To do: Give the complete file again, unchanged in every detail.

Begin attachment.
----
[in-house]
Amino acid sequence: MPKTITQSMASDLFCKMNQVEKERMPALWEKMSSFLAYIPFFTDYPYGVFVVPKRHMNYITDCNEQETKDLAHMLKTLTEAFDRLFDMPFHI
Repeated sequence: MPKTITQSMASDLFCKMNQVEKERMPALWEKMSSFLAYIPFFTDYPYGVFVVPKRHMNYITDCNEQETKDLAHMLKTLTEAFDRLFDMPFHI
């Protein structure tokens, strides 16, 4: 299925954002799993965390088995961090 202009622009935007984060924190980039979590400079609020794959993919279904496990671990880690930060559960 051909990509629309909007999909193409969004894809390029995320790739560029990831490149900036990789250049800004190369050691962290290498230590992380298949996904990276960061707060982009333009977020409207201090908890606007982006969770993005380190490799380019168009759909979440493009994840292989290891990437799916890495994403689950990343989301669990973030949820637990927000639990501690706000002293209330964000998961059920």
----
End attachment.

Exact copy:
[in-house]
Amino acid sequence: MPKTITQSMASDLFCKMNQVEKERMPALWEKMSSFLAYIPFFTDYPYGVFVVPKRHMNYITDCNEQETKDLAHMLKTLTEAFDRLFDMPFHI
Repeated sequence: MPKTITQSMASDLFCKMNQVEKERMPALWEKMSSFLAYIPFFTDYPYGVFVVPKRHMNYITDCNEQETKDLAHMLKTLTEAFDRLFDMPFHI
């Protein structure tokens, strides 16, 4: 299925954002799993965390088995961090 202009622009935007984060924190980039979590400079609020794959993919279904496990671990880690930060559960 051909990509629309909007999909193409969004894809390029995320790739560029990831490149900036990789250049800004190369050691962290290498230590992380298949996904990276960061707060982009333009977020409207201090908890606007982006969770993005380190490799380019168009759909979440493009994840292989290891990437799916890495994403689950990343989301669990973030949820637990927000639990501690706000002293209330964000998961059920």